Physicians treating more medically complex and socially vulnerable patients were also more likely to receive low MIPS scores even when they provided relatively high-quality care, according to the study.

MIPS is a mandatory reimbursement program for Medicare providers, including physicians, physician assistants, and nurse practitioners, as long as they bill enough for Part B-covered professional services and see enough Part B patients based on Medicare-set levels. Nearly 1 million providers participate in MIPS every year.

Medicare reimburses providers in MIPS based on their performance across four categories: Quality, Promoting Interoperability, Improvement Activities, and Cost.

However, critics of the largest value-based payment program to date have questioned whether the measures used to judge and pay providers are relevant. Some stakeholders have also complained about the administrative burden of MIPS participation.

The JAMA study underscores a disconnect between the measures MIPS uses to judge quality of care and the care actually delivered to patients. For example, for some measures, physicians with the lowest MIPS scores—those subject to financial penalties—had better performance relative to physicians with the highest MIPS scores, who were eligible for “exceptional performance” bonuses.

“The findings support concerns that program performance may not accurately capture the quality of care that physicians provide but rather that quality of care is related to the characteristics of patients they care for and the ability of their organizations to report data,” states the JAMA study.

“Primary care physicians with low MIPS scores tended to see more clinically and socially complex patients than physicians with high MIPS scores; they were also more likely to work in small and independent practices. Importantly, the study did not find evidence that physicians with low MIPS scores provided consistently worse care.”

Researchers point to a clinician’s ability to select the measures they report to MIPS as a possible reason for the high level of discordance between physician MIPS scores and performance on patient outcomes. Other possible explanations include invalid measures, skewed weight distribution of the performance categories, and the program’s tendency to reward clinicians who are better at collecting and reporting data.

CMS has addressed some MIPS concerns, particularly around measure selection. The agency is implementing common sets of measures based on a clinician’s specialty. These MIPS Value Pathways will have subsets of measures and activities that will meet most program requirements.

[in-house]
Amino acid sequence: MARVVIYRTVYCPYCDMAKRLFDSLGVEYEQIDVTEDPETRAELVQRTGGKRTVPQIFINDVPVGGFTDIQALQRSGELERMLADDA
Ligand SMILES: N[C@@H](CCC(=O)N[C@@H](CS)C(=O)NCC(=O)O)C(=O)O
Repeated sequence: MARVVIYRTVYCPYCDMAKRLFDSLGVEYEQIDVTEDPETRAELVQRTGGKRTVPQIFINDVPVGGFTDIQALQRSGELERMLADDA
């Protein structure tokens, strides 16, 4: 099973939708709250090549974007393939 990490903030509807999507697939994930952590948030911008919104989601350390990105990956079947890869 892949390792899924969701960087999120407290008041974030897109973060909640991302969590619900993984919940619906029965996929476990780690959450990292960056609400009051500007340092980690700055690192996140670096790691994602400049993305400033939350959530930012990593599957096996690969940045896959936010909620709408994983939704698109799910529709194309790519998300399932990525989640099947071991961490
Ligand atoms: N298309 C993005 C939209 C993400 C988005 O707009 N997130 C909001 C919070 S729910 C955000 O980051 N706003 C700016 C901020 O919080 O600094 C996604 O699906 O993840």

However, further work will need to be done to ensure that MIPS penalties do not exacerbate health inequities.

To read more, go to Revcycle Intelligence.


Anesthesiologist Highest Paying Job for 2023: US News
By Claire Wallace | January 13, 2023

Anesthesiologist was named the highest paying job in the U.S. for 2023 according to a new report from U.S. News & World ReportIt joins 14 other healthcare jobs in the top 25. 

Highest paying healthcare jobs for 2023 and their median salary: 

1. Anesthesiologist: $208,000
2. Oral and maxillofacial surgeon: $208,000 
3. Obstetrician and gynecologist: $208,000 
4. Surgeon: $208,000 
5. Orthodontist: $208,000
6. Physician: $208,000
7. Psychiatrist: $208,000
8. Nurse anesthetist: $195,610 

To read more, go to Becker’s ASC.


HHS Extends Public Health Emergency for 12th Time
By Susan Morse | January 11, 2023

Three years after the federal government announced the first public health emergency due to COVID-19, Health and Human Services Secretary Xavier Becerra has again extended the PHE. Becerra announced the extension Wednesday morning.

This is the 12th time HHS has extended the public health emergency. The declaration was first made in January 2020.

On October 13, 2022 Becerra issued another 90-day declaration.

Former HHS Secretary Alex Azar issued the first declaration on January 31, 2020, as the COVID-19 pandemic was just beginning to ramp up in the United States. Azar renewed the PHE on April 21, 2020, July 23, 2020, October 2, 2020, and January 7, 2021.

Becerra continued those renewals on April 15, 2021, July 19, 2021 and October 15, 2021, and on January 14, April 12, July 15 and October 13, 2022.

HHS has promised to give providers 60 days’ notice before ending the public health emergency.

To read more, go to Healthcare Finance News.


Fitch: 2023 Could be Turning Point for Nonprofit Health Systems
By Caroline Hudson | January 11, 2023

Nonprofit healthcare systems are in for a tough year, but a Fitch Ratings report released Wednesday projects even the hardest-hit providers may start to see improvement in the coming months.

The industry ended 2022 with depressed margins, and some health systems saw billions of dollars in operational losses. High labor costs, along with ongoing supply chain issues and inflation, continue to drag on systems’ financial performance. The challenges have no short-term fix, and labor expenses are expected to stay elevated through at least 2023, said Kevin Holloran, senior director at Fitch. 

The credit ratings agency downgraded the nonprofit health system sector to “deteriorating” in August and maintains that outlook in its latest report, acknowledging the likelihood that negative outlooks for health systems will outnumber positive ones for a time. 

Holloran said hospitals still need a better balance between medical and surgical volumes. The so-called “tripledemic” – COVID-19, respiratory syncytial virus and flu – means fewer inpatient beds are being used for revenue-driving services like elective surgeries.

“It’s almost a running joke that ‘I lose money for every case I do’ because the labor is so expensive, particularly in those medical cases,” Holloran said.

But 2023 could be a turning point, according to the report, which projects many providers will be able to break even in their operations on a month-to-month basis sometime this year, with “gradual improvement” from there. 

“We think that we are beginning to come out of the worst of it and towards the end of the year, sometime during this year, we’re going to break through that barrier and get more and closer to back to normal,” Holloran said.